Sunday, July 27, 2008

Bad Company Preview #1: Prologue

I haven't posted lately because I've suffered a bad case of writer's block for the past 11 days. It's finally broken now, so I'm able to write again, and post on forums and my blogs.

Now down to business. To give something of the flavor of Bad Company, I've decided to post excerpts of the prologue and first chapter. First, here's the novel's opening, in the version from the currently unfinished second draft. If there's a vague resemblance to, say, the 1999 Seattle anti-WTO riots, there's a reason for that which I'll explain later. (Bad Company excerpt © 2008 Dennis Jernberg)

Bad Company Preview: Intro

The Dictel Corporation logo looms over the crowd of protesters outside the company headquarters like a gigantic all-seeing eye: a high-tech "D" superimposed over an outline of the American map atop a raised fist, all enclosed within a sunburst-outlined circle transforming it into a malevolent mandala, all in blue on black. Above the logo, "Dictel Corporation"; below, the corporate motto: "We Are America."

Below the giant sign, lining the top of the fortress wall around the gate, a row of heavily armed and armouired mercenary guards point their M-16s at the crowd, awaiting the order to annihilate the protesters. At their center, Dictel security chief James Gabriel, the man giving the order to shoot, stands astride the gate like a high priest preparing his sacrifice.

The crowd below have come from all over the world to protest at the entrance of the out-of-the-way corporate headquarters of America's largest defense contractor. Dictel is infamous for its atrocities in the American-occupied territories of Iraq and Afghanistan. But Dictel management have just persuaded their close friend President Bush to sign an executive complete immunity from prosecution anywhere in the world. The protesting crowd hold signs and chant in unison their demand that Gabriel and his paymasters be arrested and tried for war crimes and Dictel be dissolved. Scope, wearing mirrorshades concealing a dual webcam, hides in plain sight among the crowd to record the event. He notices a half-panicked Gabriel opening up his cellphone to talk. In a rapid series of eye movements, he calls up a program to intercept the cellphone's signal. A notification on his heads-up display informs him that Gabriel is making the call to Colonel Tom Becket, Dictel's chairman/CEO.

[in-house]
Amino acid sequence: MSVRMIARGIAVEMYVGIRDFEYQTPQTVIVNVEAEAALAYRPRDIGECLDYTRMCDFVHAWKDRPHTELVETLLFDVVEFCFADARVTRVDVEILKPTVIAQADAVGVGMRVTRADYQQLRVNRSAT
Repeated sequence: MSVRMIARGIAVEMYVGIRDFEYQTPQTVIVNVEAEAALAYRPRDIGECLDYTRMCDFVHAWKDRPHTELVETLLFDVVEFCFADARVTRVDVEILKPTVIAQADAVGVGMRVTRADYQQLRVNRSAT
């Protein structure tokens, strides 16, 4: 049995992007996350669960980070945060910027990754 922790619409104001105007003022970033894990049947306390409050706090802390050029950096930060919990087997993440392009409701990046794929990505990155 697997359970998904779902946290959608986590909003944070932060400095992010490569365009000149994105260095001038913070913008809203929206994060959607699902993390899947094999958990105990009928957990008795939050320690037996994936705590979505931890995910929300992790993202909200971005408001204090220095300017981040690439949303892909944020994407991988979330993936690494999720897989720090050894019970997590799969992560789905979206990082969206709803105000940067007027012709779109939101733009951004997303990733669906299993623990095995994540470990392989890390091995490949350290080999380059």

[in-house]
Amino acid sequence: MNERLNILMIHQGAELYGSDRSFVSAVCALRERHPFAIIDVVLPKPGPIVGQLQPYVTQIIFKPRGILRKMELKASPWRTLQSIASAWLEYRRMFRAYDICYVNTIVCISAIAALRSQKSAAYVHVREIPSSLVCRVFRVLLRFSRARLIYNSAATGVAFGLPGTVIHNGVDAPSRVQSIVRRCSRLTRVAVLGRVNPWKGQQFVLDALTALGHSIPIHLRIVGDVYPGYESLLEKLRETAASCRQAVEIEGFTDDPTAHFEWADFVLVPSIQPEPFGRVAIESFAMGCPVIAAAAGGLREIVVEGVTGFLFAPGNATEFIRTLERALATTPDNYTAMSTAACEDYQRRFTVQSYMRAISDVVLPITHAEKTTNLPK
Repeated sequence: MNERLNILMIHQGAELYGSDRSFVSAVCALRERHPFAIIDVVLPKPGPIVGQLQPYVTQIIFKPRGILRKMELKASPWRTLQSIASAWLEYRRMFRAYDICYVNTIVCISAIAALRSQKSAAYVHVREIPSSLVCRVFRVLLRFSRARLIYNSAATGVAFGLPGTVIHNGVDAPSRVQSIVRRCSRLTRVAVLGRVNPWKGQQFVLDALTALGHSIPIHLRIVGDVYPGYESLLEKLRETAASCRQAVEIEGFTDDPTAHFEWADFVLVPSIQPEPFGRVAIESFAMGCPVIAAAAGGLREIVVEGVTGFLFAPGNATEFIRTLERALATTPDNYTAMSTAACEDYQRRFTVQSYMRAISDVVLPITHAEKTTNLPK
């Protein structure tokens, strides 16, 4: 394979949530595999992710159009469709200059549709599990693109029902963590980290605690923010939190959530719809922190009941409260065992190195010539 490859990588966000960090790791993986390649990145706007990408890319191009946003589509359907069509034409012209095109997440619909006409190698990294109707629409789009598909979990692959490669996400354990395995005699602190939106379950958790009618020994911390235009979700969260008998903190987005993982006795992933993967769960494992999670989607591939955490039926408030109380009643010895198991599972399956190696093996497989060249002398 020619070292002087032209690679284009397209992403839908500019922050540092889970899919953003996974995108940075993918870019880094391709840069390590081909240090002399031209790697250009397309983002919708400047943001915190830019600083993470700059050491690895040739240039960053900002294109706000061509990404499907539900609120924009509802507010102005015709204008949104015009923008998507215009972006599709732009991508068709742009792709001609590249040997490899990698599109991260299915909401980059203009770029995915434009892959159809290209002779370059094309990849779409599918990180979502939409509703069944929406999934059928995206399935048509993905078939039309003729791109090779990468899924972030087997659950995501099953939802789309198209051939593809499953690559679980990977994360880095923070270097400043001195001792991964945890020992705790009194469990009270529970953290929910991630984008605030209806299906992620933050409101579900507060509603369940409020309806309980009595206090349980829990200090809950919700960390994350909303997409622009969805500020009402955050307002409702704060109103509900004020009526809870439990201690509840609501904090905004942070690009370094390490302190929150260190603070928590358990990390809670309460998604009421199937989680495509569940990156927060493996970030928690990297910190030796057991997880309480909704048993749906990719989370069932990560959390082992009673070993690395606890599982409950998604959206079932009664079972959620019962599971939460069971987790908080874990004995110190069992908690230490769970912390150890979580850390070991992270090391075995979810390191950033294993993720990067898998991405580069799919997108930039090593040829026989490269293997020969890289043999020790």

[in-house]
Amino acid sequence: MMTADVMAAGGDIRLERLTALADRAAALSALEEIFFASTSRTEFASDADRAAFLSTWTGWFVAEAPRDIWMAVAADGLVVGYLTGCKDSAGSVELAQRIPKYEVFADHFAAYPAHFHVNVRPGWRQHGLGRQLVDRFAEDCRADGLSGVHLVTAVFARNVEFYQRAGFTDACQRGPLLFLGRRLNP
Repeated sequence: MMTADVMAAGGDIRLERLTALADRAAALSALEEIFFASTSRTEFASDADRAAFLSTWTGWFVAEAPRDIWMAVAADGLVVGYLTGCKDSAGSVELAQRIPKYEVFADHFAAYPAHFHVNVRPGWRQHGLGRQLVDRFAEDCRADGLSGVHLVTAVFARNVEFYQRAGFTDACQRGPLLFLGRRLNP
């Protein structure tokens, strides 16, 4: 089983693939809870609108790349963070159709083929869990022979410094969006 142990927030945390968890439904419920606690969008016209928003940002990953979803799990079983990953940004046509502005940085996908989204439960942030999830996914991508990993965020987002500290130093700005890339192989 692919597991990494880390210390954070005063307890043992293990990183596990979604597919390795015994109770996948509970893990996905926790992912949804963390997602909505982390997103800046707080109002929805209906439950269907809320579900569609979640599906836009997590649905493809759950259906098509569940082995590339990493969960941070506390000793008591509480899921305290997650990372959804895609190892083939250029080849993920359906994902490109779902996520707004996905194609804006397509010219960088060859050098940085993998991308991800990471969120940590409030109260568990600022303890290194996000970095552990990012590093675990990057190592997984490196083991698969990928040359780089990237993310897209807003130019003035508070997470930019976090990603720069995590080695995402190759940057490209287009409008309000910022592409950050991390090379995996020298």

"Colonel! We don't have the police support to take on a crowd this size. What do you want us to do?"

In a reassuring voice, the Colonel tells him, "Patience, old friend. There's no way they can break the walls, no matter how hard they try. Besides, we've already determined which organizations they work for. Starr's working on it right now." Clayton Starr is Dictel's chief legal counsel.

"I don't know, Colonel. We don't know who might me lurking in the crowd...the Black Bloc, the SRO, the ERF, or Al-Qaeda, for all we know. And Starr's just content to sue 'em? That'll take forever."

"If anybody starts shooting or throwing bombs, give the order."

"Thank you, Colonel." Gabriel breaks the signal and puts the phone away. The notification disappears from Scope's HUD.

Bob Van Zandt has taught Scope to always seek a darker agenda behind anything the lords of Dictel do or say, publicly or privately. At once he realizes that Colonel Becket has planted a detachment of Dictel mercenaries in the crowd, disguised as anarchist militants. It's one of Becket's favorite tricks, and it almost always works. He also knows that Dictel's as good at intercepting cellphone signals as any phreak. It has an entire division dedicated to monitoring them for the NSA. So he can't call Bob, or anyone else, not while he's in Dictel's scanning range.

Soon enough, a bomb goes off near the wall. Some militant group is trying to invade the headquarters compound. Scope knows that Dictel does not need to infiltrate its opponents in order to drive them to the violence it needs for the company to justfy its crimes as acts of self-defense. Someone hates Dictel so much that they're willing to kill anyone who gets in their way of their revenge. When the smoke dissipates, he sees that part of the wall has collapsed; his HUD informs him that at least two of the armoured guards in the area are dead.

James Gabriel needs no prompting from Colonel Becket to order retaliation. The company has prepared for situations like these almost since it was founded after World War II. Gabriel raises his arm and points down at the crowd of protesters. This is all the prompting the surviving guards need. At once they empty their rifles into the crowd.

Hundreds of protesters fall in the rain of lead. Those who survive Dictel's murderous rage, fearing their own annihilation, flee for their lives, leaving the wounded. Sensing the scoop of a lifetime, Scope gambles his life to record the horror. "Bingo, you fucking psychopaths," he mutters under his breath. Dictel has given him a weapon he can use against it.

Police helicopters full of SWAT strike cops from the county and several cities arrive at Gabriel's command to arrest as many of the survivors as possible. Scope overhears the police call in an army of paramedics to evacuate the wounded. To minimize his chances of arrest, he flicks his eyes across his HUD to cloak himself from the corporate and police signal sniffers. Now that he has everything he needs to use against Dictel, he makes his escape from the scene as fast as he can. But he keeps his head turned toward the killing ground to record as much of the atrocity as he can before he finally turns his cam off.

Back to Spanner’s World...

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